Tennessee Coalition for Open Government Executive Director Frank Gibson is among those who have spoken out against the heavy censorship by the state of a report on last year’s fire at the Kilgore Flares plant in West Tennessee. The fire injured six people, some of them severely.
About half of the 19-page report on the fire was blacked out by the state before it was released, the Jackson Sun reported. The state said it was censored due to national security concerns. The plant makes decoy flares intended to be fired by U.S. Air Force and Navy combat aircraft to deflect incoming missiles from enemy attackers.
From the Sun story:
But Frank Gibson, of the Tennessee Coalition for Open Government, said he thinks the report should be released in its entirety.
“Richard Nixon thought the (secrecy of the) Pentagon papers were of national importance also,” he said, “But they ended up being printed.
“Since this is a major incident,” he said, “and they have been found guilty and been fined, what would be the legal basis for withholding that information?”
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Tennessee Coalition for Open Government Executive Director Frank Gibson was quoted in a Sunshine Week column by Ken Paulson, editor of USA Today:
“It’s part human nature and part power” when officials fail to disclose information to the public, says Frank Gibson, executive director of the Tennessee Coalition for Open Government. “Public officials are fearful that if they’ve made a mistake, they’ll get into trouble if it gets exposed, so they try to hang onto everything.”
From the Knoxville News Sentinel‘s Tom Humphrey:
NASHVILLE – More than 1,200 people contacted the Office of Open Records Counsel during the past year, and most of them were government officials, according to a recent report.
The annual report shows 1,213 inquiries, all but about 100 dealing with access to public records and the remainder with interpretation of the state’s open meetings law. A majority of the inquiries, 628, came from government officials, while average citizens contacted the office 492 times.
Frank Gibson, executive director of the Tennessee Coalition for Open Government and a member of an advisory council that works with the office, said the figures are significant because they show the office is working as envisioned when created in 2008.
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From the AP:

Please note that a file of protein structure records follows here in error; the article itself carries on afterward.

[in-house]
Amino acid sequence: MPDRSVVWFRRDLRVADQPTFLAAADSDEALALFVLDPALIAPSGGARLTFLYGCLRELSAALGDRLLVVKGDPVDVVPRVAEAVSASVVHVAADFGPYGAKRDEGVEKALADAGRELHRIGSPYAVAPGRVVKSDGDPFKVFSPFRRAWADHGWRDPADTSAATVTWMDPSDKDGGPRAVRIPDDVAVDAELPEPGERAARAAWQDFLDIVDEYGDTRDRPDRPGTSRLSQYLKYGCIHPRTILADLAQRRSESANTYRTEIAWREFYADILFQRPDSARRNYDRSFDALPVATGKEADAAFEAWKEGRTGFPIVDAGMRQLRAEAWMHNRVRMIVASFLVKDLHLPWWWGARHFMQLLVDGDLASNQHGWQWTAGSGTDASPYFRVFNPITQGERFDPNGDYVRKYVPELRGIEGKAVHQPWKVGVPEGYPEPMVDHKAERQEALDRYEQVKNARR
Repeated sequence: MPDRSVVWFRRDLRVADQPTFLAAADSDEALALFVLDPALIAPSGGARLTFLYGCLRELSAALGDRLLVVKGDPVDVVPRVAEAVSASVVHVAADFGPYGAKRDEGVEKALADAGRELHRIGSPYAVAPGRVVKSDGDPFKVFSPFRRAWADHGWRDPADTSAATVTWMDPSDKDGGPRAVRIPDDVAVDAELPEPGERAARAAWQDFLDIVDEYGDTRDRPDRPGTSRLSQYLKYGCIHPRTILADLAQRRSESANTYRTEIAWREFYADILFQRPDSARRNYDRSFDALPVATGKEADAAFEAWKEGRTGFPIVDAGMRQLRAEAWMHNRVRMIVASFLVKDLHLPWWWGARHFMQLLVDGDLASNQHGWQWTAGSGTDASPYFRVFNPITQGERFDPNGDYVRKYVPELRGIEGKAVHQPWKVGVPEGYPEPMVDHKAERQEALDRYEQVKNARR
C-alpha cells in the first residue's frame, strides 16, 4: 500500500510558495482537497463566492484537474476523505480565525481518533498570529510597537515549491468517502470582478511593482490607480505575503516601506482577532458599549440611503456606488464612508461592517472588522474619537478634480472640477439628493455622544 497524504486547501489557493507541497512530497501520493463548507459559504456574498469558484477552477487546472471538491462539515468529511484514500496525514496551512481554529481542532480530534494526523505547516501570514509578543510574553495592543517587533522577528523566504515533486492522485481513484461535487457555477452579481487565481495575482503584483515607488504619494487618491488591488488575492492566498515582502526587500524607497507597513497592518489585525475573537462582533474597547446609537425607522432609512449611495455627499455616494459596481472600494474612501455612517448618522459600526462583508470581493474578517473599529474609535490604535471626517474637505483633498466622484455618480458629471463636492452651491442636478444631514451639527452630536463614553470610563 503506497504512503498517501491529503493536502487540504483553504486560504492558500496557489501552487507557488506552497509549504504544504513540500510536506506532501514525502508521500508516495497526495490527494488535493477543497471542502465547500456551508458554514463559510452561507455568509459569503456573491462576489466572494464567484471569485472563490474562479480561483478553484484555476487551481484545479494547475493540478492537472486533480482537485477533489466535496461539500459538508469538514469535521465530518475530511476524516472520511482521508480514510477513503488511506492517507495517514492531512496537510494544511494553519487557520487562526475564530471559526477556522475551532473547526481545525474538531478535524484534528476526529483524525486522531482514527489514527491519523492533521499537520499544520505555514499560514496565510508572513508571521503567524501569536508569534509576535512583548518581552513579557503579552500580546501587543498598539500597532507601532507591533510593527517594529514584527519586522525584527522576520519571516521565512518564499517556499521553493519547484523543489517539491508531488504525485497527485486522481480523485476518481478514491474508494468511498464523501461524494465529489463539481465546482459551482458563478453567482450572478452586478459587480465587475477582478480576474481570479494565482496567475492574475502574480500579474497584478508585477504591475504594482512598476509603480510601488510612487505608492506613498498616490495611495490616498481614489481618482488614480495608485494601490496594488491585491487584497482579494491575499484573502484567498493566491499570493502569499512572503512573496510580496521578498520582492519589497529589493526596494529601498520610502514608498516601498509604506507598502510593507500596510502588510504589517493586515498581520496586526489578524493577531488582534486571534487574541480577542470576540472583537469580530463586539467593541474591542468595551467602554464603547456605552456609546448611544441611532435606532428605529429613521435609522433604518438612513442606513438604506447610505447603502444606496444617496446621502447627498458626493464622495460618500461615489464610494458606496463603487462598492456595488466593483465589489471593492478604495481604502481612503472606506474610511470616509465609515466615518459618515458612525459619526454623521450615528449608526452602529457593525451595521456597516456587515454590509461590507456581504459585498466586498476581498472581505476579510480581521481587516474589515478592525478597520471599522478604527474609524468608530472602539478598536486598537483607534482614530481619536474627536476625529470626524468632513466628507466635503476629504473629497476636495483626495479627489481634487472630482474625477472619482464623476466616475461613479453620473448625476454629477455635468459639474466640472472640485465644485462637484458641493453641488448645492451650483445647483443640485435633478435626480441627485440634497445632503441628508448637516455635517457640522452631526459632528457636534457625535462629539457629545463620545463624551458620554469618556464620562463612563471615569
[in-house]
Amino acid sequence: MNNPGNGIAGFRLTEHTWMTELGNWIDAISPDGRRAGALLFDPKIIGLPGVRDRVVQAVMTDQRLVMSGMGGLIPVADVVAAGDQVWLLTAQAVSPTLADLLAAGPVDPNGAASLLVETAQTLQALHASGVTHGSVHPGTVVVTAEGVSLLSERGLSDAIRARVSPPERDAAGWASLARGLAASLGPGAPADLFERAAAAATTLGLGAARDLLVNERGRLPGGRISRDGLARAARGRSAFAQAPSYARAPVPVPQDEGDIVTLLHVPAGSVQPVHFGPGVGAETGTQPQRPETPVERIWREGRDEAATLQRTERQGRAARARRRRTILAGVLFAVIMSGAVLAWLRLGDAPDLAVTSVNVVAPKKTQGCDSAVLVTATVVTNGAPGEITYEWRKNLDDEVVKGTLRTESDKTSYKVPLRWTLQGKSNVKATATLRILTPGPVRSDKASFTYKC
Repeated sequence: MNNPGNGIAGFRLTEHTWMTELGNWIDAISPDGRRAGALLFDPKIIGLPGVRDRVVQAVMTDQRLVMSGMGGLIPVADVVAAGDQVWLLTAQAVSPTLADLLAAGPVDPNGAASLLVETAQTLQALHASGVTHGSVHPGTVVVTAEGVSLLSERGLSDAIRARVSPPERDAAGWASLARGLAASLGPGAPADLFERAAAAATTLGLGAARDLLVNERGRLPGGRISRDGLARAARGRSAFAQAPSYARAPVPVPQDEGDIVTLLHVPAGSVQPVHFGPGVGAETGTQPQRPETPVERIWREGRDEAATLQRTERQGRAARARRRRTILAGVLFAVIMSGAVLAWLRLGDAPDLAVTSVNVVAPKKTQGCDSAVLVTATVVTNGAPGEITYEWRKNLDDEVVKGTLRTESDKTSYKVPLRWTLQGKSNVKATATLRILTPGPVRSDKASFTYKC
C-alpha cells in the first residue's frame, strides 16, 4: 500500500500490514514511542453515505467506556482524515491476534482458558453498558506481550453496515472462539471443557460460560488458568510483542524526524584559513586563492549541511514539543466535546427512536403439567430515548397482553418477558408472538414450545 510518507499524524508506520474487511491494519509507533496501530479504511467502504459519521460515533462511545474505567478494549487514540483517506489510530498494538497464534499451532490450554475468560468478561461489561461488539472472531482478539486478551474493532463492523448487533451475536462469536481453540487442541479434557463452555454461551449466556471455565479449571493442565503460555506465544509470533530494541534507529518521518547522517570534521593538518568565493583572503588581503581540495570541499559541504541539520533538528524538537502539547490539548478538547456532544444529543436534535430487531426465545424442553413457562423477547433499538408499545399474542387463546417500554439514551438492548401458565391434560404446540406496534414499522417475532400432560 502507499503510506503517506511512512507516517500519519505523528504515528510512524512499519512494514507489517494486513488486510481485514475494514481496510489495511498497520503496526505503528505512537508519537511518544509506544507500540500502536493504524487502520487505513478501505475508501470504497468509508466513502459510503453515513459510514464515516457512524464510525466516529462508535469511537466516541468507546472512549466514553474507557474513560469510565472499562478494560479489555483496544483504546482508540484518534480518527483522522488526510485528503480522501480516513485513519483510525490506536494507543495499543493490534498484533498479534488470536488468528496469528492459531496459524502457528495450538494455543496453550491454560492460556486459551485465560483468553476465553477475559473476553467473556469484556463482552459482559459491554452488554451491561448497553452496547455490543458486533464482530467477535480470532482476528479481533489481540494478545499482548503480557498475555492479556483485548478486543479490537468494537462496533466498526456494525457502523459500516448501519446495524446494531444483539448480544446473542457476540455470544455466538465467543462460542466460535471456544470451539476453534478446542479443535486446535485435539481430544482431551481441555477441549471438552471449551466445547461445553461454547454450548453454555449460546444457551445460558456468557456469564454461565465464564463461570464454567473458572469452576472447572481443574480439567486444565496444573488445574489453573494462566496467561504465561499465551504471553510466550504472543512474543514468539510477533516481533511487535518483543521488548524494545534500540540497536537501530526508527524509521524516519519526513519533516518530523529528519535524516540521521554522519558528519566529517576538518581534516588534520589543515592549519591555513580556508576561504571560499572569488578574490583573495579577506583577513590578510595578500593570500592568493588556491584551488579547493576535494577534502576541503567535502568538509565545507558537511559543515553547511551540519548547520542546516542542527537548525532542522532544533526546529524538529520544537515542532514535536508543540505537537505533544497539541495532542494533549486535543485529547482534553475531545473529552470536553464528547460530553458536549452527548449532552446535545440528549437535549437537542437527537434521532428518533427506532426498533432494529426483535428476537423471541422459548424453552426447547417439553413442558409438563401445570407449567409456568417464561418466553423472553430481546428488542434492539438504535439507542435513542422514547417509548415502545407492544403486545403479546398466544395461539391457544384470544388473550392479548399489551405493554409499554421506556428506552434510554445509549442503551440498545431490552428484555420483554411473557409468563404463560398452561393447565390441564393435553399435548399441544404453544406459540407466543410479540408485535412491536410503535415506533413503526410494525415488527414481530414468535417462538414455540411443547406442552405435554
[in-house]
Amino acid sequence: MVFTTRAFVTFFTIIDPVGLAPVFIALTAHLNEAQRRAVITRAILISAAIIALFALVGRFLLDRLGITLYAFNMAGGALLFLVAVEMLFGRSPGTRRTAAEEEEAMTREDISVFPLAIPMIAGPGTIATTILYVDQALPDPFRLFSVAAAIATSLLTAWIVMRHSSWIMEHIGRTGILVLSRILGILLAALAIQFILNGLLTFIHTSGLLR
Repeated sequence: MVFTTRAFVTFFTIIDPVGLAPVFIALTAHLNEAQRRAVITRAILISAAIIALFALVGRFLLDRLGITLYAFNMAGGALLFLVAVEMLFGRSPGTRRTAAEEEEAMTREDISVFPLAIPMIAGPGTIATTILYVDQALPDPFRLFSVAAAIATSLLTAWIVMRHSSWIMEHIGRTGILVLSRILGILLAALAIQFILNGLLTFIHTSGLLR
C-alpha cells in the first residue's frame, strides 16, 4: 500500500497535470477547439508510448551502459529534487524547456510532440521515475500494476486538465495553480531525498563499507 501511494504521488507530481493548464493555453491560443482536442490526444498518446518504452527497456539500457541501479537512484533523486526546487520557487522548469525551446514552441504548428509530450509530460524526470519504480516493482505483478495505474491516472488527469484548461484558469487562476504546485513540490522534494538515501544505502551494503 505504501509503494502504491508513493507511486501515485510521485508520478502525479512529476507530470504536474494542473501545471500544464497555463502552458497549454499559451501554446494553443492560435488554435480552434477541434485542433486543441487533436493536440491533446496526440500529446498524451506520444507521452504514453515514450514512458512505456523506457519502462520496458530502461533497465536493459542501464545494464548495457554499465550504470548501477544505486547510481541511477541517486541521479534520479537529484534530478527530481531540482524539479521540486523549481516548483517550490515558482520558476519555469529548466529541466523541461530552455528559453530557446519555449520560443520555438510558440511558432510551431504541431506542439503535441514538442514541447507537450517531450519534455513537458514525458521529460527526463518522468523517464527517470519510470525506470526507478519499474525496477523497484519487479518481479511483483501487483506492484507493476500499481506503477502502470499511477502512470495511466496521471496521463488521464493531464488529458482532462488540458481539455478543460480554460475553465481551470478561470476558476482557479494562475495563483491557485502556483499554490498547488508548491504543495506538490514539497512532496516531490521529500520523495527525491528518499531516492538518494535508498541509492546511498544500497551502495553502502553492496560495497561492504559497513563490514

NASHVILLE, Tenn. — A Tennessee appeals court is increasing efforts to shield the identities of adult victims of sex crimes.
The Tennessee Court of Criminal Appeals has had a policy in place for years to use initials in place of names in opinions published online. These opinions can go into graphic detail about the sexual abuse of women and children.
Posted in News, Open records
Tagged court records, courts, crime, crime victims, criminal justice, Frank Gibson, Open records, Sex crimes, shield law, TCOG
Tennessee Coalition for Open Government Executive Director Frank Gibson was quoted in a story by the Commercial Appeal (later picked up by the AP) on the issue:
But Frank Gibson, executive director of the Tennessee Coalition For Open Government, warned that changes to the Public Records Act open up a can of worms. Exemptions that are intended to be specific are often interpreted quite broadly by the officials in charge of those records. That means the officials won’t release information that is supposed to be public.
“It gets abused by people who don’t understand what the exemption was designed to protect in the first place,” Gibson said.
Records pertaining to 911 calls and personal e-mails sent by public employees on government accounts may be among those legislators attempt to close off next year, Tennessee Coalition for Open Government Executive Director Frank Gibson says in a column published in newspapers statewide today:
The 2011 legislative session is stacking up to be a very bad year for open government in Tennessee, with threats coming from several fronts.
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The state’s highest court has been asked to force the release of records pertaining to the $200 million in tax credits for the TNInvestco program, The Tennessean says.
Tennessee Coalition for Open Government Executive Director Frank Gibson was quoted in the story:
Frank Gibson, executive director of the Tennessee Coalition for Open Government, said the case does raise important questions about access to public records.
“The information that they have collected would be considered, under any other scenario, public bidding information,” he said. “The public has a right to know what went into the decision of who $200 million in state money would go to.”